New York, NY
– June 2, 2014
– Next month thousands of football fans around the world will buy memorabilia to commemorate the FIFA World Cup. Many of them will be victims of counterfeiting and inadvertently support organized crime. The International Trademark Association (INTA) is asking football fans to be vigilant and to help thwart counterfeiting activity.
Counterfeit merchandise may appear genuine at first and cost less but, at the end of the day, is not a good deal. A genuine FIFA home jersey costs between US$90 and $150 / R$201 and R$335 on FIFA’s online store. The same product found on third-party commerce sites is going for as little as US$25 / R$56 and as much as $110 / R$246. In some instances these third party products are clearly fake, others are more difficult to spot. But in every instance these items are poorly made using low grade materials that do not meet safety standards.
“The sale of counterfeit goods finances organized crime such as the trafficking of drugs and weapons. It is also important to remember that the money spent on fake FIFA memorabilia is untaxed, is diverted from the workers that made the product, the R&D to improve the product, and the funding needed to host the tournament. In other words, the money spent does not go back into the economy,” said INTA President Mei-lan Stark. “We’re calling on all football fans to protect themselves and others by not purchasing counterfeit goods.”
World Cup fans can protect themselves and help thwart counterfeiting activity by taking the following steps when making a purchase:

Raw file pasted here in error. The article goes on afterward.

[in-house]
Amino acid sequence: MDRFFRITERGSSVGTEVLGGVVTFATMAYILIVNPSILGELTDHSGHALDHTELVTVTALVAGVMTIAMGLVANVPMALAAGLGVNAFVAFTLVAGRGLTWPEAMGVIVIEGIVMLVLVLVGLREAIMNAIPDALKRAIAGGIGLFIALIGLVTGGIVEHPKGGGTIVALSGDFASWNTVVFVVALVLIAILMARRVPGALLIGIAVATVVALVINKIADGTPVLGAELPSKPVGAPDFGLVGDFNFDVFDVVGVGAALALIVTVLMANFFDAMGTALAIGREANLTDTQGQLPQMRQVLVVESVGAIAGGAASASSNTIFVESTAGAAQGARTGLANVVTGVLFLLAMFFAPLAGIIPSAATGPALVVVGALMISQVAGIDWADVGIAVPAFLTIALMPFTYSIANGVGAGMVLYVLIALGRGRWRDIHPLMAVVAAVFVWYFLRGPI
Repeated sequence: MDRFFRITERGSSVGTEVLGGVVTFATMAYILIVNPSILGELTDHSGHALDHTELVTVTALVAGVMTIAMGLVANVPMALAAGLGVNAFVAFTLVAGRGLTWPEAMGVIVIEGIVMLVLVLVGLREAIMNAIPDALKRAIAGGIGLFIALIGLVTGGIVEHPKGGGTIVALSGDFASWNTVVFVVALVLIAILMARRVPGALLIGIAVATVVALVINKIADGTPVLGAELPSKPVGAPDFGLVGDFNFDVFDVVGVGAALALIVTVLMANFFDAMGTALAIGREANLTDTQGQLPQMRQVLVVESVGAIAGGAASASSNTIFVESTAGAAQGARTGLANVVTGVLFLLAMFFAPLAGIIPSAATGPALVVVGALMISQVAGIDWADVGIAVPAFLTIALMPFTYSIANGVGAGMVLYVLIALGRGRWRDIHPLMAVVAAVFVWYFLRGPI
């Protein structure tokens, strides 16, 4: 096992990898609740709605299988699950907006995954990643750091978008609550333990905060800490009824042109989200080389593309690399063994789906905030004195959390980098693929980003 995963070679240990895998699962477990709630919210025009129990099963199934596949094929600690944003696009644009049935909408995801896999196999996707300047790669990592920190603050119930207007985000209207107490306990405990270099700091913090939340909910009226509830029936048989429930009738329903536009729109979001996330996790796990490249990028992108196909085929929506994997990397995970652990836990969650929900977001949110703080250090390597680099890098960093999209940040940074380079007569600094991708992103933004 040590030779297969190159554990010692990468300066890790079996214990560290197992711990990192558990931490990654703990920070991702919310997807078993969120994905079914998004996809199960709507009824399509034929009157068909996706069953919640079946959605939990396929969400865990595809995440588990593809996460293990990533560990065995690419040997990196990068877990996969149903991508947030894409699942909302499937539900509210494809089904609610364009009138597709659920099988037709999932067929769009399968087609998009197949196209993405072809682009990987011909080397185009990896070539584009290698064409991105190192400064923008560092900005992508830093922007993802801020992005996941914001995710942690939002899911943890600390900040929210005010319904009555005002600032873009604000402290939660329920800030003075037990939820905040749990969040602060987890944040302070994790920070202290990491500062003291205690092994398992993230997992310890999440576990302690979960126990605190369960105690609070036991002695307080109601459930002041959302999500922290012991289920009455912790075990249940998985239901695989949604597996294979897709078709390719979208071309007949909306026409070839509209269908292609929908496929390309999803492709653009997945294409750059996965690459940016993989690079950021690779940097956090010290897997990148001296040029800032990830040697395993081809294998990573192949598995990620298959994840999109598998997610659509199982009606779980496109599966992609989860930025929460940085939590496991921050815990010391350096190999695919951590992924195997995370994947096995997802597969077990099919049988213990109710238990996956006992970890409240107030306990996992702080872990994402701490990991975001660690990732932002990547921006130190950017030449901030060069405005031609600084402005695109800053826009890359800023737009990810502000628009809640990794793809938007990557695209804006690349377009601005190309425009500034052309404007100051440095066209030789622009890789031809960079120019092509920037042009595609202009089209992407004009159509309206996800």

- Be careful of cash transactions on the street. A hurried transaction for merchandise will likely leave you with counterfeit goods.
- Look for the authentication features, including hang tags, official sew-in labels, correct use of trademarks, legal notice, etc., especially when purchasing official FIFA products.
- Examine the overall quality of the item, giving special attention to the stitching for irregularity or discoloration.
- Look out for obvious flaws such as incorrectly spelt player and team names.
- Be cautious of items with prices that are uncharacteristically low.
The International Trademark Association (INTA) is a global association of trademark owners and professionals dedicated to supporting trademarks and related intellectual property in order to protect consumers and to promote fair and effective commerce. Members include more than 6,400 trademark owners, professionals and academics from more than 190 countries, who benefit from the Association’s global trademark resources, policy development, education and training, and international network. Founded in 1878, INTA is headquartered in New York City, with offices in Brussels and Washington, D.C., and representatives in Geneva and Mumbai.